I love “Heroes,” NBC's new show with the tagline “Ordinary people. Extraordinary abilities,” but unfortunately, it seems to belong squarely in the “Coffee Tables Cure Cancer” genre of fiction. Other choice examples are the Wheel of Time series, and some of the conflicts on “Smallville,” and probably many more that I just don't happen to be familiar with.
Conflict in fiction generally comes from different motivations - good or not, plausible or not, significant immediately or not - of the characters. (Duh.) Sometimes, though, it comes from incomplete or inaccurate information; the perfect example is the end of Romeo and Juliet. And that works here and there, but when it becomes the main or only force driving a plot, it really sucks.
"The Wheel of Time” fantasy novels are the obvious example. If half a dozen characters in that series were to sit down around a coffee table and spend an hour catching up, it would solve almost every one of their problems, and indeed most major problems in that whole fictional world. They get along, they have common goals all the way, they aren’t generally stupid, between them they influence or outright control most of the major powers of Randland...
But they’re butting heads because they have the wrong idea about what the others are doing or no idea at all. They have no idea because they rely on spotty communications and dubious allies to find out. And they rely on those sources, at least half the time, because of serious psychological issues or just contrived chance. Argh.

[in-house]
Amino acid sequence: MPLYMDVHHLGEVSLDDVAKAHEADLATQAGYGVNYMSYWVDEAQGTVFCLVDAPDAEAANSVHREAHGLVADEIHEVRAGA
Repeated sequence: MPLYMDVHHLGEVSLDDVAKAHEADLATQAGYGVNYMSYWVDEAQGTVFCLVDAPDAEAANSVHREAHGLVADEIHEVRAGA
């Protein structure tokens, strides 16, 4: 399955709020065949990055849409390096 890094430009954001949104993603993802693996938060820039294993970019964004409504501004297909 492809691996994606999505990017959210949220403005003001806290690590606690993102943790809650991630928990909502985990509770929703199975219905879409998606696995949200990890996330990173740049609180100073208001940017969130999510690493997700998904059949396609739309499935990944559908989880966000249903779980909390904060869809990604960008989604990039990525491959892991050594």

And "Heroes," unfortunately, seems like that a fair amount. Matt Parkman MILD SPOILERS could tell Claire Bennett a lot about her father’s secrets, but he was thrown off the case, so at this rate he’ll probably never meet her. He could straighten out Niki’s mental problems (that is, if his powers were more developed. At the very least, he could warn her family that Jessica is in charge), but it looks to him like she’s a hitman. Niki, Nathan and Hiro could show each other that there’s a lot more to Linderman than meets the eye, but Hiro has never met Niki and Nathan is avoiding them both. If Nathan talked to Claire, which he refused to do, it would be a safe and easy way for her to find Peter again. And so on. And these are not small points; they’re half of the storylines on the show.
Despite this, I like the show, really. It’s got clever writing, and it has a few really interesting, compelling characters. Plus, of course, the totally airwolf superhero/science fiction stuff. Episodes where it seems like nothing happens are a bigger problem than this, and even those are the minority. I just got to thinking about all of this because when I try to guess the exciting, fan-pleasing denouement to last night’s cliffhanger, it felt weird to picture something as mundane as two characters getting locked in a closet and having a long talk.